[Python-Dev] Status on PEP-431 Timezones

Ronald Oussoren ronaldoussoren at mac.com
Wed Jul 29 09:07:31 CEST 2015

> On 28 Jul 2015, at 03:13, Tres Seaver <tseaver at palladion.com> wrote:
> Hash: SHA1
> On 07/27/2015 06:11 PM, Ronald Oussoren wrote:
>> Treating time as UTC with conversions at the application edge might
>> be "cleaner" in some sense, but can make code harder to read for 
>> application domain experts.
>> It might be nice to have time zone aware datetime objects with the 
>> right(TM) semantics, but those can and should not replace the naive 
>> objects we know and love.
> Interesting.  My experience is exactly the opposite:  the datetimes which
> "application domain experts" cared about *always* needed to be non-naive
> (zone captured explicitly or from the user's machine and converted to
> UTC/GMT for storage).  As with encoded bytes, allowing a naive instance
> inside the borders the system was always a time-bomb bug (stuff would
> blow up at a point far removed from which it was introduced).
> The instances which could have safely been naive were all
> logging-related, where the zone was implied by the system's timezone
> (nearly always UTC).  I guess the difference is that I'm usually writing
> apps whose users can't be presumed to be in any one timezone.  Even in
> those cases, having the logged datetimes be incomparable to user-facing
> ones would make them less useful.

I usually write application used by local users where the timezone is completely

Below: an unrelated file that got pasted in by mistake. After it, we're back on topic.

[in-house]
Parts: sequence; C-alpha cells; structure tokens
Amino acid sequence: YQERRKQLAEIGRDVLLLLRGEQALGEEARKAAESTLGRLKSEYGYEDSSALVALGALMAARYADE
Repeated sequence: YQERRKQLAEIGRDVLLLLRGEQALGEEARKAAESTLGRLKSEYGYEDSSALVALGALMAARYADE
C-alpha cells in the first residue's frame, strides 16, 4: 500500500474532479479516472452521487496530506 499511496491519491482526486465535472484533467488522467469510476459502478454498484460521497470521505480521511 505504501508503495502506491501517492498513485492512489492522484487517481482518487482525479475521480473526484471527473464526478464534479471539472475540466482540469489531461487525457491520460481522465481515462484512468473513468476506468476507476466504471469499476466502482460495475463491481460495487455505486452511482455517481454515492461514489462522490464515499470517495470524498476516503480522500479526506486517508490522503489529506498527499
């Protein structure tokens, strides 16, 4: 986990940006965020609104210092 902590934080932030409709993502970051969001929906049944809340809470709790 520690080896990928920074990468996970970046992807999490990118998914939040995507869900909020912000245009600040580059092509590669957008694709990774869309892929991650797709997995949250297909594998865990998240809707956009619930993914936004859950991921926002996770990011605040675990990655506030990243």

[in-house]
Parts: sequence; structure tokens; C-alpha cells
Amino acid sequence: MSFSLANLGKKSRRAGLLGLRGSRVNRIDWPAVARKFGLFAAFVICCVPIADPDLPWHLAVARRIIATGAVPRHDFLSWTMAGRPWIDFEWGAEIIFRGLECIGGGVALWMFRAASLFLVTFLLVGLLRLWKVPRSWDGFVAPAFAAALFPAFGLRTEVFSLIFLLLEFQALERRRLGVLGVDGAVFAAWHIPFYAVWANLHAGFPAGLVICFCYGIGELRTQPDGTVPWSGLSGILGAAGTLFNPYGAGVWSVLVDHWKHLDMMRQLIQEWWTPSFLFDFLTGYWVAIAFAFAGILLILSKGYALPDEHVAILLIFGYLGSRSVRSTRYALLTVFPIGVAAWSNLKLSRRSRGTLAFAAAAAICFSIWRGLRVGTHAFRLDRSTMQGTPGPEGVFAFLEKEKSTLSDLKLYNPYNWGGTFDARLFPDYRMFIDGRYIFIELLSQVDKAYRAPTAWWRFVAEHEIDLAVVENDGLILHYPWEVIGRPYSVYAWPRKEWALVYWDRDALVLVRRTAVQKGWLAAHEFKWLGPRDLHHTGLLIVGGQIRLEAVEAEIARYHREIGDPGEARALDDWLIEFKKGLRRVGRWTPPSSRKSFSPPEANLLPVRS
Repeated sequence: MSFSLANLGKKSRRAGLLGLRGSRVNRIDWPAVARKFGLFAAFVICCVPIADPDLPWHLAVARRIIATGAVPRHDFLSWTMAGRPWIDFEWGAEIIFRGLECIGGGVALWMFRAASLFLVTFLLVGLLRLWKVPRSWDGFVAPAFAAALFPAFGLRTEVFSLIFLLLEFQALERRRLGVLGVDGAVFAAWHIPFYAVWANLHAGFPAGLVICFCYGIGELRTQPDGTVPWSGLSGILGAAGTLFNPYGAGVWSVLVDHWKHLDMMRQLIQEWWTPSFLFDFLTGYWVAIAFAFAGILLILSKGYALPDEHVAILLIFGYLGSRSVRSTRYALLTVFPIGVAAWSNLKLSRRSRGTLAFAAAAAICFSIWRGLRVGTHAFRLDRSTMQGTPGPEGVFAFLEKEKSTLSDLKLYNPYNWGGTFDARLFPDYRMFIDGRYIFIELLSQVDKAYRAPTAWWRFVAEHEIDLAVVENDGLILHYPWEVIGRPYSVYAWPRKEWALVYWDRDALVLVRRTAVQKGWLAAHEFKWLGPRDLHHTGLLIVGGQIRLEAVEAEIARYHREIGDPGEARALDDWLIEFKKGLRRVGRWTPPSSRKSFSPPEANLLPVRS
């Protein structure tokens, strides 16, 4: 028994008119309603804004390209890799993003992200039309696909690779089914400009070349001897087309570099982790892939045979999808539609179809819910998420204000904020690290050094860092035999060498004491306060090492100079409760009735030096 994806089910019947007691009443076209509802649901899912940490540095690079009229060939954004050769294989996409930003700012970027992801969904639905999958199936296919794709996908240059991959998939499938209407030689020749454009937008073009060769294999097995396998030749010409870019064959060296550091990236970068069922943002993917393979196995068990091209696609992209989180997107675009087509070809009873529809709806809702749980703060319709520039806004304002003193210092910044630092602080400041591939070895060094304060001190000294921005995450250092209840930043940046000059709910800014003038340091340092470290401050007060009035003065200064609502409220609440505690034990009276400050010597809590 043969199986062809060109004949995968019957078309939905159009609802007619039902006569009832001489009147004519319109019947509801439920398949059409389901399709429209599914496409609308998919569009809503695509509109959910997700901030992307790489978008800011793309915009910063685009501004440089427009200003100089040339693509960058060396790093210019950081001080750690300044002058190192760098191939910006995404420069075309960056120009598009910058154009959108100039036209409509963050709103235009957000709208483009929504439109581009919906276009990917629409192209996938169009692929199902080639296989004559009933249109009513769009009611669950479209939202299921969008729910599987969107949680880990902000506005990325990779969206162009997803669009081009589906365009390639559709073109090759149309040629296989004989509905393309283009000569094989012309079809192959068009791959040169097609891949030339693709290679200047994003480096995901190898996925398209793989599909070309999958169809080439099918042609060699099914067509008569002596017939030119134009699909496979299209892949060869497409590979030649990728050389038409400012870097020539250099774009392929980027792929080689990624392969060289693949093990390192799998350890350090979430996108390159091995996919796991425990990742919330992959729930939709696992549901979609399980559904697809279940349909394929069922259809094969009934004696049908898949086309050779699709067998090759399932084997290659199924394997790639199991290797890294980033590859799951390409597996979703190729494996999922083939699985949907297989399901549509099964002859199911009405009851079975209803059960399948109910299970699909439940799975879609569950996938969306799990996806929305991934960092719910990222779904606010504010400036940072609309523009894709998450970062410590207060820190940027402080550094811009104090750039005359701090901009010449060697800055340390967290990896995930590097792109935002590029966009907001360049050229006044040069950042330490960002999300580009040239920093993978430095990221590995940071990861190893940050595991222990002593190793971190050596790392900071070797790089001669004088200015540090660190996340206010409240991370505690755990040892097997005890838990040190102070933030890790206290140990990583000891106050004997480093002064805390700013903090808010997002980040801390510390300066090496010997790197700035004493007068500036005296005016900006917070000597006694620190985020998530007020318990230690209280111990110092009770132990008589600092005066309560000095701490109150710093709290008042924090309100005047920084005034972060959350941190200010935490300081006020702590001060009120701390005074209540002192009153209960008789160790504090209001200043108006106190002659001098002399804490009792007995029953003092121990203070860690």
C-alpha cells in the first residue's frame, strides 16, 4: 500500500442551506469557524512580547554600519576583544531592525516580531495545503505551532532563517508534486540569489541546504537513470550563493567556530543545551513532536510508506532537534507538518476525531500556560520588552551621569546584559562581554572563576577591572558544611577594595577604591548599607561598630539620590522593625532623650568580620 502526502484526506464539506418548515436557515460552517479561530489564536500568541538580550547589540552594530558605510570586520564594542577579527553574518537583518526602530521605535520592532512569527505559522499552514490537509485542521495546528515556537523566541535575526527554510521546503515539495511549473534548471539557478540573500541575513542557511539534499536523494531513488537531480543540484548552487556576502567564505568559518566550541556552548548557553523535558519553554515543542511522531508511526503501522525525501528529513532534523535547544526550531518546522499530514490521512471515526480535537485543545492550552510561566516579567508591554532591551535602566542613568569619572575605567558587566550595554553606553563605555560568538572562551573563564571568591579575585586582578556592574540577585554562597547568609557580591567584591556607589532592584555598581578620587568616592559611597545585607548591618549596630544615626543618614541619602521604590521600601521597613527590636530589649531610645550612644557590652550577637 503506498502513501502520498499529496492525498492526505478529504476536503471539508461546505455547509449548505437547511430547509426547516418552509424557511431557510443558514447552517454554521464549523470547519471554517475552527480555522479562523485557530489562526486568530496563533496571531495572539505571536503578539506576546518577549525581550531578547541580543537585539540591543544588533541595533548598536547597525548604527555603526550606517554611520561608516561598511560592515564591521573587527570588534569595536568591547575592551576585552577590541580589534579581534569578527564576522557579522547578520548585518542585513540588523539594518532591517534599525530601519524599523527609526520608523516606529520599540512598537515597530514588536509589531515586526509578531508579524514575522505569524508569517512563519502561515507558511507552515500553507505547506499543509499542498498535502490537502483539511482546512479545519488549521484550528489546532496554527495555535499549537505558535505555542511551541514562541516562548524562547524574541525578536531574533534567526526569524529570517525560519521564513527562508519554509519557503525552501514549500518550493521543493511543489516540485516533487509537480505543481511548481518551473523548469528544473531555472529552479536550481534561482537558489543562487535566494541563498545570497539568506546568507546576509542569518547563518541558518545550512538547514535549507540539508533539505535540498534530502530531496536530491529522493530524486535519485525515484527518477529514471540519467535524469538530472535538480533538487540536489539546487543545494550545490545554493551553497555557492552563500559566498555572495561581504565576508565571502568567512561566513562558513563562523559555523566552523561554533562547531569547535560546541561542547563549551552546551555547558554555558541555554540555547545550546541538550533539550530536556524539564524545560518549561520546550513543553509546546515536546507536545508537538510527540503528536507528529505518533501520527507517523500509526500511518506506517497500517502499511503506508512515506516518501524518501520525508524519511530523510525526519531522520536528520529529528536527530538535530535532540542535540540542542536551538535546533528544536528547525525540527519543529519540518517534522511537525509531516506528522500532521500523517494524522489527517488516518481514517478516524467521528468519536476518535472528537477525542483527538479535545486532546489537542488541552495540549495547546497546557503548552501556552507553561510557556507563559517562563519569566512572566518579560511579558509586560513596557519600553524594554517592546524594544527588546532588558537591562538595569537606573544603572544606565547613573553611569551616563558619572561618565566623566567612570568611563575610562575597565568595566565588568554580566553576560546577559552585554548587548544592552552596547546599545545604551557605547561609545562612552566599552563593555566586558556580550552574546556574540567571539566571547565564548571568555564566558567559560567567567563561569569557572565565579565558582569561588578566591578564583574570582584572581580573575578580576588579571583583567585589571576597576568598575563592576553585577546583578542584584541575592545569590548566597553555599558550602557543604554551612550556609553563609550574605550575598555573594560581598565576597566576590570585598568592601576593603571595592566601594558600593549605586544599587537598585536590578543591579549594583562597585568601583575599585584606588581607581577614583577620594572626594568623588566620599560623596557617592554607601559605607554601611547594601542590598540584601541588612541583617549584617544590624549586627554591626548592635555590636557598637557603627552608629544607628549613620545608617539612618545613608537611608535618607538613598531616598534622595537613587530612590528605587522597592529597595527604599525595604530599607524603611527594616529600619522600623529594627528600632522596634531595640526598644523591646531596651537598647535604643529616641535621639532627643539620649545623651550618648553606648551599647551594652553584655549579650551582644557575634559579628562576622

irrelevant, including DST.  Stuff needs to be done at (say) 8PM, ands that’s
8PM local time. Switching to and from UTC just adds complications. 

I’m lucky enough that most datetime calculations happen within one work week
and therefore never have to cross DST transitions.  For longer periods I usually
only care about dates, and almost never about the number of seconds between
two datetime instances.   That makes the naive datetime from the stdlib a 
very convenient programming model.

And I’m in a country that’s small enough to have only one timezone.

IMHO Unicode is different in that regard, there the application logic can clearly
be expressed as text and the encoding to/from bytes can safely be hidden in
the I/O layer. Often the users I deal with can follow the application logic w.r.t.
text handling, but have no idea about encodings (but do care about accented
characters). With some luck they can provide a sample file that allows me to 
deduce the encoding that should be used, and most applications are moving 
to UTF-8.

BTW. Note that I’m not saying that a timezone aware datetime is bad, just
that they are not always necessary.


More information about the Python-Dev mailing list